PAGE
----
4 Areas of Study in the Psychology Program

The Psychology Program provides focused opportunities of learning in the areas of ab-normal psychology, cognitive psychology, developmental psychology, neuroscience, and social psychology. It provides a thorough foundation in empirical methodology and analysis, and offers opportunities to participate in meaningful research and laboratory experiences.

In brief, Cognitive Psychology is the empirical study of how concepts, knowledge, and language are acquired and represented, as well as how knowledge is engaged in human memory, action, perception, and reasoning. Developmental Psychology involves the study of change (both growth and decline) over the life span, including changes in cognition, social interaction, and brain development. Abnormal Psychology is a research-oriented science that pertains to the study of psychopathology (i.e., psychological disorders), personality, and treatment.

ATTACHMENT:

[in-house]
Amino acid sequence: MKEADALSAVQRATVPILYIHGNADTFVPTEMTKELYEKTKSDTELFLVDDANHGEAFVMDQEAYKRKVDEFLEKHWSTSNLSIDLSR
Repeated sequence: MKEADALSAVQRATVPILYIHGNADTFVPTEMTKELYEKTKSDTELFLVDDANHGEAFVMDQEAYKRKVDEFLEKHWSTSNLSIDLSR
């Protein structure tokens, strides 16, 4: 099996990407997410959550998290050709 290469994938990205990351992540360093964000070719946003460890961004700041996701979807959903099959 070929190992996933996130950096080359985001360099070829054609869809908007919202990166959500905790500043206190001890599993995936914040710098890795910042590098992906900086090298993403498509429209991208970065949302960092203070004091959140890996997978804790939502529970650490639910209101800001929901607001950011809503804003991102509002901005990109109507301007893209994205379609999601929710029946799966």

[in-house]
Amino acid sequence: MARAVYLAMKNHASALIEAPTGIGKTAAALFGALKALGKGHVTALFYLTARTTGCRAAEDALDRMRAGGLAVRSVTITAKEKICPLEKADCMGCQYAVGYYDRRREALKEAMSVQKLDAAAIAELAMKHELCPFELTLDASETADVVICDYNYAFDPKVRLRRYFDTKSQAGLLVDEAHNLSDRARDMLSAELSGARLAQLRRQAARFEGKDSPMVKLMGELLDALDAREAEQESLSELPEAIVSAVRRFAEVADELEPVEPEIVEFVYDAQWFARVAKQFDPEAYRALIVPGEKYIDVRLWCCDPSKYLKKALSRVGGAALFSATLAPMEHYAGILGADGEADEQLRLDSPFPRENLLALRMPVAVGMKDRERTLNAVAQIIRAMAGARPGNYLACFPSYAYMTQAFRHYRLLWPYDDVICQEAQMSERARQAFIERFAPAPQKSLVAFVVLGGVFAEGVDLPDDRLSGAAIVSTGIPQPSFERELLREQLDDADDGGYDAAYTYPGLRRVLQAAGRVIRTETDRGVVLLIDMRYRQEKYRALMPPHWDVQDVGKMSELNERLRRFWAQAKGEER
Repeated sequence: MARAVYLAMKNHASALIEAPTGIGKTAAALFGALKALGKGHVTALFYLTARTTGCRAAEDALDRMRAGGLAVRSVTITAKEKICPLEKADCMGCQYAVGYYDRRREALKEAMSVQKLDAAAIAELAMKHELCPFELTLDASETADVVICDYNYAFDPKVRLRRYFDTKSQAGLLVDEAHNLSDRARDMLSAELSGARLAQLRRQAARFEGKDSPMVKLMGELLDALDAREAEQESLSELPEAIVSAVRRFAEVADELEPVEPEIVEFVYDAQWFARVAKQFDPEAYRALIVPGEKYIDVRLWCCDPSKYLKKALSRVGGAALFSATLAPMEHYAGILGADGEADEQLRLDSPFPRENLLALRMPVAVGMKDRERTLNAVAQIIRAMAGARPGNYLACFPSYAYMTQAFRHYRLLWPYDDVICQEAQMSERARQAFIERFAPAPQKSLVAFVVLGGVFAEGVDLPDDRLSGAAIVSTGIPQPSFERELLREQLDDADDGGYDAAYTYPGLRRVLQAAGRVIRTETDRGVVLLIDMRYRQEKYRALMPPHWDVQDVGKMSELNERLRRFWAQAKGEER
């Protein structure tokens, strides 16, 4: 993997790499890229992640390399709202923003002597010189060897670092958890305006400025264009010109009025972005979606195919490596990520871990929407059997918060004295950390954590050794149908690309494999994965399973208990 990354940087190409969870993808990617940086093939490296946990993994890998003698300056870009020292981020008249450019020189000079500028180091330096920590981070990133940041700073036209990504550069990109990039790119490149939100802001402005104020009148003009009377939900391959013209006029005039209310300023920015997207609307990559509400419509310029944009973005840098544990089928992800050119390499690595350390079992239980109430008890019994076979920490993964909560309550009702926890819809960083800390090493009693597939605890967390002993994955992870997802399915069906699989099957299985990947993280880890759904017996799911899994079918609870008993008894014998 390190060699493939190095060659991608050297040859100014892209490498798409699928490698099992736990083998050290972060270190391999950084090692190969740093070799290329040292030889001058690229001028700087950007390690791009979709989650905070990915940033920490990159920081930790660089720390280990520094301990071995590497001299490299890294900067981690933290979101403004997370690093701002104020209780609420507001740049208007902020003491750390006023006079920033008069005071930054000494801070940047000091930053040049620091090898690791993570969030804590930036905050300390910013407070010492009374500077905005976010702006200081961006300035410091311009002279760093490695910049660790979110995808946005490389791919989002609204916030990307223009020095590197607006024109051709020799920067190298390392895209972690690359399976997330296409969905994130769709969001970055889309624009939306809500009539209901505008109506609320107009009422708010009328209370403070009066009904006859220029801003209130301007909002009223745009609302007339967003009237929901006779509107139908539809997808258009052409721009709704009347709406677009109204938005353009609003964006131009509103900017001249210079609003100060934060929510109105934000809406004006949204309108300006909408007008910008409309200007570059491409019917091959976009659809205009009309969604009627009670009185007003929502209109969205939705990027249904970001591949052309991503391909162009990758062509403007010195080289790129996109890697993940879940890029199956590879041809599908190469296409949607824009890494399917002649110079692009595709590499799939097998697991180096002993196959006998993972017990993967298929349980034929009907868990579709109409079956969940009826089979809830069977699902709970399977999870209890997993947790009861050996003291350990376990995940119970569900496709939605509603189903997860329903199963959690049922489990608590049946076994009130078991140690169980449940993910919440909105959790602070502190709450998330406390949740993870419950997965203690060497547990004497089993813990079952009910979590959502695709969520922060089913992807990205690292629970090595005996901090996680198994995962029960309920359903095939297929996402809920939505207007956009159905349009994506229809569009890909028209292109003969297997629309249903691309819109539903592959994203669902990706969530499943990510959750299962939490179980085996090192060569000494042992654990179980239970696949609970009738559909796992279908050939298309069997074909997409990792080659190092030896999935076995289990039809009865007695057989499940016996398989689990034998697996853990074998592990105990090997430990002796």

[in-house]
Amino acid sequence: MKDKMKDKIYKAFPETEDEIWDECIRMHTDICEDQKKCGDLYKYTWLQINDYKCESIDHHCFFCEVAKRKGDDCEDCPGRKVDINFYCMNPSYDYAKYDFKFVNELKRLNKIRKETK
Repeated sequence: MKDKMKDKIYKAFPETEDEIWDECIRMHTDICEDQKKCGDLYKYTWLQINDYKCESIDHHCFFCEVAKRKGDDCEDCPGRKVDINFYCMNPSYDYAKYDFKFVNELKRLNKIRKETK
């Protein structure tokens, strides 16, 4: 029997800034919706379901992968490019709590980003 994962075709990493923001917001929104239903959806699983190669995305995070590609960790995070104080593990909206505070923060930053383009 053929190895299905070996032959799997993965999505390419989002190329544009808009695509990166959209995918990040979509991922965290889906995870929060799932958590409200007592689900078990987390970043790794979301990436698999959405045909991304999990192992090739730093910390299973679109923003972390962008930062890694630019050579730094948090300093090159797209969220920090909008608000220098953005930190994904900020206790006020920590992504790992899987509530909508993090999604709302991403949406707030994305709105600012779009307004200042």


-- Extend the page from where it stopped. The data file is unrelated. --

Neuroscience focuses on understanding the structure and function of the central and peripheral nervous systems as it investigates questions of brain and behavioral development, normal brain function, and disease processes. Finally, Social Psychology is the scientific study of people in their social contexts, emphasizing the study of behavior and social thought, preferences, and feelings about oneself, one’s social groups, and others.